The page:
- The Washington Times - Tuesday, April 14, 2015

Majorities of voters in the key swing states of Colorado and Virginia back the legalization of marijuana for personal use and overwhelmingly support the legalization of medicinal marijuana, a new poll shows.

Fifty-four percent of Virginia voters support recreational pot compared to 41 percent who oppose it, and 62 percent favor it in Colorado, where marijuana is legal, compared to 34 percent opposed, according to results from a Quinnipiac poll released Tuesday.

In Iowa, voters are divided on the issue at 47 percent apiece.

But at least 86 percent of voters in each state support allowing adults to use marijuana for medical purposes.

“Voters in Colorado, Iowa and Virginia often disagree about the big issues of the day — taxes, government spending, gay marriage and abortion. Yet there is one thing that they pretty much agree upon across state lines — medicinal pot,” said Peter A. Brown, assistant director of the Quinnipiac poll.

“Huge majorities in all three states think marijuana should be legally available for medical use. In once-stately Virginia there is majority support for allowing adults to possess small amounts of the drug for personal use. Iowans are split on the question and more than 60 percent of Coloradans, who already enjoy legalized marijuana, are fine with it,” Mr. Brown said.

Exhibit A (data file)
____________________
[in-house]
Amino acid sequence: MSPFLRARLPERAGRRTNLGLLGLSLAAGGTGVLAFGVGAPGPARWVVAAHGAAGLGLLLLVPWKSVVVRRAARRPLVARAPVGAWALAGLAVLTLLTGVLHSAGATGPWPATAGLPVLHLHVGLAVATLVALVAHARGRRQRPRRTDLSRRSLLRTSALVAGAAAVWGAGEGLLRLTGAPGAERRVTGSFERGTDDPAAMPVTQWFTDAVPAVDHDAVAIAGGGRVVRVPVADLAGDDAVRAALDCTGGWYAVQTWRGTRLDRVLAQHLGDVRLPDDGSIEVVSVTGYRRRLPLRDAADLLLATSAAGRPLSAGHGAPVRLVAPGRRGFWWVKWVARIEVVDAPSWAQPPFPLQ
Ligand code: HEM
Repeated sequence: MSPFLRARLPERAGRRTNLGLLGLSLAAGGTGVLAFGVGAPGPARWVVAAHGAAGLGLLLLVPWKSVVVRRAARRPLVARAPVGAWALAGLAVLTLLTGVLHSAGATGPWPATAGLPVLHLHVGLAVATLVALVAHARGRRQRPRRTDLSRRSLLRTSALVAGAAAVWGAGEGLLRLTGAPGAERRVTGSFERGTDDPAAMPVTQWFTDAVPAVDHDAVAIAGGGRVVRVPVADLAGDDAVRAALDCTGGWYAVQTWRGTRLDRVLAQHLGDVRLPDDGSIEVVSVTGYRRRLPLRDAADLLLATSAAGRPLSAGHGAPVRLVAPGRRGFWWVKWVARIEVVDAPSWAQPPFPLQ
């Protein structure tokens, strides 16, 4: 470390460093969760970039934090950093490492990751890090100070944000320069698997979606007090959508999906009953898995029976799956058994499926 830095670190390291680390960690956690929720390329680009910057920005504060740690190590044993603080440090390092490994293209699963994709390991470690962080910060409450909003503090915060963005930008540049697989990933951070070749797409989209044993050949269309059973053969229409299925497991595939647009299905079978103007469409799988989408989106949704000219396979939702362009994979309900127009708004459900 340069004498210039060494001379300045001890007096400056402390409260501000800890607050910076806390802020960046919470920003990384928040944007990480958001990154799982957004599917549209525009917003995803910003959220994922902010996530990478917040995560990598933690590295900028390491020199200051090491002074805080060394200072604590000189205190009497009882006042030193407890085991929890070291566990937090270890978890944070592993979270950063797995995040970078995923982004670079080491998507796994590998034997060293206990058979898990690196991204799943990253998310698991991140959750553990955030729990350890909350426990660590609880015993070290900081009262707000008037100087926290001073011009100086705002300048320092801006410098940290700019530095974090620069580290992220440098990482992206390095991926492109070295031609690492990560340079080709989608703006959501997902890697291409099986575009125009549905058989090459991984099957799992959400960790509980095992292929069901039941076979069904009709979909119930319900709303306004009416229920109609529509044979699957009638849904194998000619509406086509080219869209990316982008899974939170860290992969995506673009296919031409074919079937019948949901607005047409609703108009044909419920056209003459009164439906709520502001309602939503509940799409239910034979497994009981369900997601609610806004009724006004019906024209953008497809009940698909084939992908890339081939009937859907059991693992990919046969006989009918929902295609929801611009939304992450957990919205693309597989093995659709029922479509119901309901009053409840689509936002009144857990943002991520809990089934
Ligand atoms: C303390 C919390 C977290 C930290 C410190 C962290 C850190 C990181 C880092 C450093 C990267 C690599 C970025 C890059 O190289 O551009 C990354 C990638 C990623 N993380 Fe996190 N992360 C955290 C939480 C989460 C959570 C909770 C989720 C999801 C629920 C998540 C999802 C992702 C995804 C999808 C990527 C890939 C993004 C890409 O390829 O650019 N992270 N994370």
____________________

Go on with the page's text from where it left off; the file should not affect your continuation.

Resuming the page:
A Quinnipiac poll released last week showed similar numbers in the key presidential states of Florida, Pennsylvania and Ohio, where majorities of voters supported the legalization of marijuana and at least 84 percent of voters in each state supported the legalization of medical marijuana.

Twenty-three states and the District have legalized medical marijuana, and its recreational use is allowed in the District, Colorado, Alaska, Oregon, and Washington.

From March 29 to April 7, Quinnipiac University surveyed:

• 894 Colorado voters with a margin of error of plus or minus 3.3 percentage points

• 948 Iowa voters with a margin of error of plus or minus 3.2 percentage points

• 961 Virginia voters with a margin of error of plus or minus 3.2 percentage points.

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